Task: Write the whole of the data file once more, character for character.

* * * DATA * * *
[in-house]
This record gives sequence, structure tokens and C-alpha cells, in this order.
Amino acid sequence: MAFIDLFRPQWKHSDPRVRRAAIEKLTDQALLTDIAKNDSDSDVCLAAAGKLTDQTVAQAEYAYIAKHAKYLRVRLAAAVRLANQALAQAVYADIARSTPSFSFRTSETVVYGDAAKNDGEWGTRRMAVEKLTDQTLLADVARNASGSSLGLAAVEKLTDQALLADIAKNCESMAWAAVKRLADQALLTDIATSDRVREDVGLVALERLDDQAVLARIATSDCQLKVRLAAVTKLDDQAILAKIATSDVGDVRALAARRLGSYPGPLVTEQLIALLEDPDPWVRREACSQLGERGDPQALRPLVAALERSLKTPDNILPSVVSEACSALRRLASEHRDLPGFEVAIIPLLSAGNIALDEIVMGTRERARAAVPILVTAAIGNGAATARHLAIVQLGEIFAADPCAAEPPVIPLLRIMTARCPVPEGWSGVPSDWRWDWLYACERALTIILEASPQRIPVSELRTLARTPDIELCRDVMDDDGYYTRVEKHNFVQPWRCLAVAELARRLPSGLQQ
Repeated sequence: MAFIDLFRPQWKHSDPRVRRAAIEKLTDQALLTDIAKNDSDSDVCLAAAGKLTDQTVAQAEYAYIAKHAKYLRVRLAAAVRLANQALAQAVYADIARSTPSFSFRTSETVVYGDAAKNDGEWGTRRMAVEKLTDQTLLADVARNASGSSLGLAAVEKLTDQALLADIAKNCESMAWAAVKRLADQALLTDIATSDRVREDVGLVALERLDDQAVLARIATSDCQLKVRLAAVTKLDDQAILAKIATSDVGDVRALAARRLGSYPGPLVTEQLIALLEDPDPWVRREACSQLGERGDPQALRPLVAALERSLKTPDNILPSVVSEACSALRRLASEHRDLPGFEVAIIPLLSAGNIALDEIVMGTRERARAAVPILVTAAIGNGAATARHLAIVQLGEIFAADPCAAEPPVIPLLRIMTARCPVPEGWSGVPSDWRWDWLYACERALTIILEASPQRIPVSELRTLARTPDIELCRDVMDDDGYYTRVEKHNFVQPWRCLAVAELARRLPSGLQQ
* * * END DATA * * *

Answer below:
[in-house]
This record gives sequence, structure tokens and C-alpha cells, in this order.
Amino acid sequence: MAFIDLFRPQWKHSDPRVRRAAIEKLTDQALLTDIAKNDSDSDVCLAAAGKLTDQTVAQAEYAYIAKHAKYLRVRLAAAVRLANQALAQAVYADIARSTPSFSFRTSETVVYGDAAKNDGEWGTRRMAVEKLTDQTLLADVARNASGSSLGLAAVEKLTDQALLADIAKNCESMAWAAVKRLADQALLTDIATSDRVREDVGLVALERLDDQAVLARIATSDCQLKVRLAAVTKLDDQAILAKIATSDVGDVRALAARRLGSYPGPLVTEQLIALLEDPDPWVRREACSQLGERGDPQALRPLVAALERSLKTPDNILPSVVSEACSALRRLASEHRDLPGFEVAIIPLLSAGNIALDEIVMGTRERARAAVPILVTAAIGNGAATARHLAIVQLGEIFAADPCAAEPPVIPLLRIMTARCPVPEGWSGVPSDWRWDWLYACERALTIILEASPQRIPVSELRTLARTPDIELCRDVMDDDGYYTRVEKHNFVQPWRCLAVAELARRLPSGLQQ
Repeated sequence: MAFIDLFRPQWKHSDPRVRRAAIEKLTDQALLTDIAKNDSDSDVCLAAAGKLTDQTVAQAEYAYIAKHAKYLRVRLAAAVRLANQALAQAVYADIARSTPSFSFRTSETVVYGDAAKNDGEWGTRRMAVEKLTDQTLLADVARNASGSSLGLAAVEKLTDQALLADIAKNCESMAWAAVKRLADQALLTDIATSDRVREDVGLVALERLDDQAVLARIATSDCQLKVRLAAVTKLDDQAILAKIATSDVGDVRALAARRLGSYPGPLVTEQLIALLEDPDPWVRREACSQLGERGDPQALRPLVAALERSLKTPDNILPSVVSEACSALRRLASEHRDLPGFEVAIIPLLSAGNIALDEIVMGTRERARAAVPILVTAAIGNGAATARHLAIVQLGEIFAADPCAAEPPVIPLLRIMTARCPVPEGWSGVPSDWRWDWLYACERALTIILEASPQRIPVSELRTLARTPDIELCRDVMDDDGYYTRVEKHNFVQPWRCLAVAELARRLPSGLQQ